Explore further: Trust, satisfaction high in consensual open relationships

More information: Jessica Wood et al, Reasons for sex and relational outcomes in consensually nonmonogamous and monogamous relationships, Journal of Social and Personal Relationships (2018). DOI: 10.1177/0265407517743082

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2 / 5 (1) Jun 28, 2018
"This debunks societal views of monogamy as being the ideal relationship structure" is a logical fallacy. Just because someone can be as satisfied in an open relationship doesn't mean one isn't more ideal than the other. Recently monogamy has been falling out of favor culturally. Monogamy no doubt increases overall fitness (genetically speaking) however. So considering what the final result of a relationship is (successful offspring) a monogamous one is statistically more ideal than an open one. At least for humans.
5 / 5 (1) Jun 28, 2018
"This debunks societal views of monogamy as being the ideal relationship structure" is a logical fallacy. Just because someone can be as satisfied in an open relationship doesn't mean one isn't more ideal than the other. Recently monogamy has been falling out of favor culturally. Monogamy no doubt increases overall fitness (genetically speaking) however. So considering what the final result of a relationship is (successful offspring) a monogamous one is statistically more ideal than an open one. At least for humans.

According to genetics, monogamy is a very recent adaptation and has shaped human culture and genetics very little in the short time it has been dominant. Most males who successfully mated had more than one mate.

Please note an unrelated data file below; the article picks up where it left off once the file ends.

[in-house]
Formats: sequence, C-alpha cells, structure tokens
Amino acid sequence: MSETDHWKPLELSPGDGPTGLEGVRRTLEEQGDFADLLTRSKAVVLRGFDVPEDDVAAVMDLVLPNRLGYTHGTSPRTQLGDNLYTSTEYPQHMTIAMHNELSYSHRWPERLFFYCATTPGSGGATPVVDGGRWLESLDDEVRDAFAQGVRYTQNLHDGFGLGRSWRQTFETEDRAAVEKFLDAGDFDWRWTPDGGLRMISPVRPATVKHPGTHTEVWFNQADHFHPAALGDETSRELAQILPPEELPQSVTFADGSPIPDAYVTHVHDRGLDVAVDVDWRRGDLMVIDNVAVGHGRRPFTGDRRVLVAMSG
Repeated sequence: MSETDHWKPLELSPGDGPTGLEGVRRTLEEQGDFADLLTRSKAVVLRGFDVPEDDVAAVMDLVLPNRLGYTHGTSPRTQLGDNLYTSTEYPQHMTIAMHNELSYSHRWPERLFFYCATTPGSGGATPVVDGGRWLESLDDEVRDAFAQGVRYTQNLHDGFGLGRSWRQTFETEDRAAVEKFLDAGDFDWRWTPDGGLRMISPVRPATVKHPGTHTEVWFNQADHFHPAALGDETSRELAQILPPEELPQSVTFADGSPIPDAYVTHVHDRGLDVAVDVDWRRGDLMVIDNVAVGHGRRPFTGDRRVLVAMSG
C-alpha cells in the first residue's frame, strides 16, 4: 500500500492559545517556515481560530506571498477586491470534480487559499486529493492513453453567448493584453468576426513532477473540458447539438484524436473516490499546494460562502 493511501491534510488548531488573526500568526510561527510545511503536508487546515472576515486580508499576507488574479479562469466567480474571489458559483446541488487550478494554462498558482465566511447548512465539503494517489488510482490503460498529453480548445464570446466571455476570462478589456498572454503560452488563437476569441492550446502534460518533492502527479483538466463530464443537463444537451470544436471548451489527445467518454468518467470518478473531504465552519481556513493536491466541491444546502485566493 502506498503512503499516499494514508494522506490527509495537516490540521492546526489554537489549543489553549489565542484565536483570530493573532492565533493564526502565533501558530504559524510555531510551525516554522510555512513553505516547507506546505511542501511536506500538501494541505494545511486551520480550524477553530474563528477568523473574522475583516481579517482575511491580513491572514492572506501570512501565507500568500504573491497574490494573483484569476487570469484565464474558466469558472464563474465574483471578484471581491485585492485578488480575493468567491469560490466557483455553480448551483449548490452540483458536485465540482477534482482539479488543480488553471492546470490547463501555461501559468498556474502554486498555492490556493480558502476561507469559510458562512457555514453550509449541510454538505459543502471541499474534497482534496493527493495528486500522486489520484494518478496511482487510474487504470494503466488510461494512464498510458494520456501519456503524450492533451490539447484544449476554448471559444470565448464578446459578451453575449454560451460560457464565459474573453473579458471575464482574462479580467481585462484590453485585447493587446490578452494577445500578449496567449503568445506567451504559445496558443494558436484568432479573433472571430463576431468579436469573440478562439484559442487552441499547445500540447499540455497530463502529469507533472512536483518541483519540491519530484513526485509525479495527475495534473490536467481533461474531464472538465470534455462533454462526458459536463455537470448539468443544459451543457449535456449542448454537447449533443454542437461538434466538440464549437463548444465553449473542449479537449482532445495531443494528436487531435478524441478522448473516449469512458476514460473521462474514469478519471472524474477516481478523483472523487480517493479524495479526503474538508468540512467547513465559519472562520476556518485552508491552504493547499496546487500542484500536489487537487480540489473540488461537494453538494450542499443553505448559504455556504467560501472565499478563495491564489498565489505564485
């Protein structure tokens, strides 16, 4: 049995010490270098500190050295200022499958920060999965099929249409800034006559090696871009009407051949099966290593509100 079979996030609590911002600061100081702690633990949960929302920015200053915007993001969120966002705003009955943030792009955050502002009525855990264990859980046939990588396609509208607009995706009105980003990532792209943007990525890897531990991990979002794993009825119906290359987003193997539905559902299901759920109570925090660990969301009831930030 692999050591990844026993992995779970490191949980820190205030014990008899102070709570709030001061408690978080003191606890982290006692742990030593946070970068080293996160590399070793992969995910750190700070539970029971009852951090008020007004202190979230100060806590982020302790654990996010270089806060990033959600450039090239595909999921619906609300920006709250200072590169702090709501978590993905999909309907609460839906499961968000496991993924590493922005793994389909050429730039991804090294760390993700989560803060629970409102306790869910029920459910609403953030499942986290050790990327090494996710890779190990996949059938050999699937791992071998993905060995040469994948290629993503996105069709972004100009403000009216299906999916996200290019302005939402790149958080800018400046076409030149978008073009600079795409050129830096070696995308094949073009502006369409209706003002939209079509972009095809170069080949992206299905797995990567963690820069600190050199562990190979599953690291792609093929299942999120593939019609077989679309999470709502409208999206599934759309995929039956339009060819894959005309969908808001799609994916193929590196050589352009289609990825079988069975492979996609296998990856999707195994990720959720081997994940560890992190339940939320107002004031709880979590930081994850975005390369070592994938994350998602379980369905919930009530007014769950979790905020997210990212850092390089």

not rated yet Jun 28, 2018
WARNING: Mechanical Turk pseudoscience!
From the above you would expect a survey of random individuals. But read the paper: it those that signed up to Amazon's Mechanical Turk to be paid.
Here it matters. It would not be hard for the participants to guess what the researchers were looking for and answer appropriately. They had an incentive since they did not know whether the questions might not filter them for a further online task. There is no objective evidence about the real sustained happiness of any of those that answered. A good paper to give students for "spot the five big errors in this research."
not rated yet Jun 29, 2018
"Open relationships just as satisfying"

-Except when reproduction is the intent. Biologically speaking, men do not want to waste time and resources courting a woman who may already be carrying another man's baby.

The best chance a male has of ensuring the survival of their genes into the next gen is to impregnate as many females as possible. A female on the other hand has much more invested in each pregnancy and therefore prefers quality over quantity.

And the traditional way of discerning relative quality in potential suitors is to compel them to compete for repro rights.